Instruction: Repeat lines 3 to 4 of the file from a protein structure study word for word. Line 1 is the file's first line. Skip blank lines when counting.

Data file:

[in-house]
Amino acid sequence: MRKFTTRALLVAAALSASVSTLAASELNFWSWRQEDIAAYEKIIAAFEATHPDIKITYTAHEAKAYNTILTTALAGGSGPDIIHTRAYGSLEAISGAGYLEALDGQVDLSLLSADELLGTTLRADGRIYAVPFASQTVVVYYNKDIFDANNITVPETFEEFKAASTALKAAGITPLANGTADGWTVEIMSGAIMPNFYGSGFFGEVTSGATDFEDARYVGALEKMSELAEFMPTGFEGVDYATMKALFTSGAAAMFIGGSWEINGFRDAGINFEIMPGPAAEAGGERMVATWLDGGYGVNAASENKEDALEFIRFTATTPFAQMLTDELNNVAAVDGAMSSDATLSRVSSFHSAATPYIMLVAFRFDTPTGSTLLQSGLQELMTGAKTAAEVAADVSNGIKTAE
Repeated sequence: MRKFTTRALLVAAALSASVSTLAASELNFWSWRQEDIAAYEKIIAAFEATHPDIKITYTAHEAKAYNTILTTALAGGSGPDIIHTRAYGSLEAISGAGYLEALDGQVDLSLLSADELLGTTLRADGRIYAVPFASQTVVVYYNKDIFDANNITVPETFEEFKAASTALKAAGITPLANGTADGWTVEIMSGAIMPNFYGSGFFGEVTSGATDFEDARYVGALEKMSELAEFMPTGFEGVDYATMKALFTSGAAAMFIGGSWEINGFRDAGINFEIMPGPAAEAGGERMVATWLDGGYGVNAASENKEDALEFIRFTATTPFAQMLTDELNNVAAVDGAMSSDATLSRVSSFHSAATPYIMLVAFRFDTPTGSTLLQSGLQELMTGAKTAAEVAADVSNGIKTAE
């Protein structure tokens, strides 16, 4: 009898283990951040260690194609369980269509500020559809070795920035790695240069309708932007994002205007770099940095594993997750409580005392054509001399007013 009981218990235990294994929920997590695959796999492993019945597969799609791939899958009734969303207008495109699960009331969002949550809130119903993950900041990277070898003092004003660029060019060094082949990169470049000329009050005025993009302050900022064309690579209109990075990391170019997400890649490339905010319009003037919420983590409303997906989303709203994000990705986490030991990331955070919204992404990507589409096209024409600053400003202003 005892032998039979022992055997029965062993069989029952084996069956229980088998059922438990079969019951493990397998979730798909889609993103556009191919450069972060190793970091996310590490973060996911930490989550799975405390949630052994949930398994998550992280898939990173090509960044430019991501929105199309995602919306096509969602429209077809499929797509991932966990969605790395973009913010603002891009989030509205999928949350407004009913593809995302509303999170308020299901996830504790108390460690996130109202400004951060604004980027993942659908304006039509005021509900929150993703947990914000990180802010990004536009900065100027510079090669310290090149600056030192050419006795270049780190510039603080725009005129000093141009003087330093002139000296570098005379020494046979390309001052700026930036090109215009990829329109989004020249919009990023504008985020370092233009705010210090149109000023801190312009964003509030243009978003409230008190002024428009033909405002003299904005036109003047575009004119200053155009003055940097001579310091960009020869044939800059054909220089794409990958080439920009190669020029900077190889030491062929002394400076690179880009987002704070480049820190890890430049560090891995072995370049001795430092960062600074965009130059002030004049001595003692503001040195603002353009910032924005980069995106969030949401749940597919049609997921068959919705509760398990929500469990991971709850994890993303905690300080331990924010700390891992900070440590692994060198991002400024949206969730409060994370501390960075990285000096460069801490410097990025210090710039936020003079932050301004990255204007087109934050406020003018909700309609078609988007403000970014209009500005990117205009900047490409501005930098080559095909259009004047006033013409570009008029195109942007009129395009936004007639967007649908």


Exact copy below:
Repeated sequence: MRKFTTRALLVAAALSASVSTLAASELNFWSWRQEDIAAYEKIIAAFEATHPDIKITYTAHEAKAYNTILTTALAGGSGPDIIHTRAYGSLEAISGAGYLEALDGQVDLSLLSADELLGTTLRADGRIYAVPFASQTVVVYYNKDIFDANNITVPETFEEFKAASTALKAAGITPLANGTADGWTVEIMSGAIMPNFYGSGFFGEVTSGATDFEDARYVGALEKMSELAEFMPTGFEGVDYATMKALFTSGAAAMFIGGSWEINGFRDAGINFEIMPGPAAEAGGERMVATWLDGGYGVNAASENKEDALEFIRFTATTPFAQMLTDELNNVAAVDGAMSSDATLSRVSSFHSAATPYIMLVAFRFDTPTGSTLLQSGLQELMTGAKTAAEVAADVSNGIKTAE
């Protein structure tokens, strides 16, 4: 009898283990951040260690194609369980269509500020559809070795920035790695240069309708932007994002205007770099940095594993997750409580005392054509001399007013 009981218990235990294994929920997590695959796999492993019945597969799609791939899958009734969303207008495109699960009331969002949550809130119903993950900041990277070898003092004003660029060019060094082949990169470049000329009050005025993009302050900022064309690579209109990075990391170019997400890649490339905010319009003037919420983590409303997906989303709203994000990705986490030991990331955070919204992404990507589409096209024409600053400003202003 005892032998039979022992055997029965062993069989029952084996069956229980088998059922438990079969019951493990397998979730798909889609993103556009191919450069972060190793970091996310590490973060996911930490989550799975405390949630052994949930398994998550992280898939990173090509960044430019991501929105199309995602919306096509969602429209077809499929797509991932966990969605790395973009913010603002891009989030509205999928949350407004009913593809995302509303999170308020299901996830504790108390460690996130109202400004951060604004980027993942659908304006039509005021509900929150993703947990914000990180802010990004536009900065100027510079090669310290090149600056030192050419006795270049780190510039603080725009005129000093141009003087330093002139000296570098005379020494046979390309001052700026930036090109215009990829329109989004020249919009990023504008985020370092233009705010210090149109000023801190312009964003509030243009978003409230008190002024428009033909405002003299904005036109003047575009004119200053155009003055940097001579310091960009020869044939800059054909220089794409990958080439920009190669020029900077190889030491062929002394400076690179880009987002704070480049820190890890430049560090891995072995370049001795430092960062600074965009130059002030004049001595003692503001040195603002353009910032924005980069995106969030949401749940597919049609997921068959919705509760398990929500469990991971709850994890993303905690300080331990924010700390891992900070440590692994060198991002400024949206969730409060994370501390960075990285000096460069801490410097990025210090710039936020003079932050301004990255204007087109934050406020003018909700309609078609988007403000970014209009500005990117205009900047490409501005930098080559095909259009004047006033013409570009008029195109942007009129395009936004007639967007649908």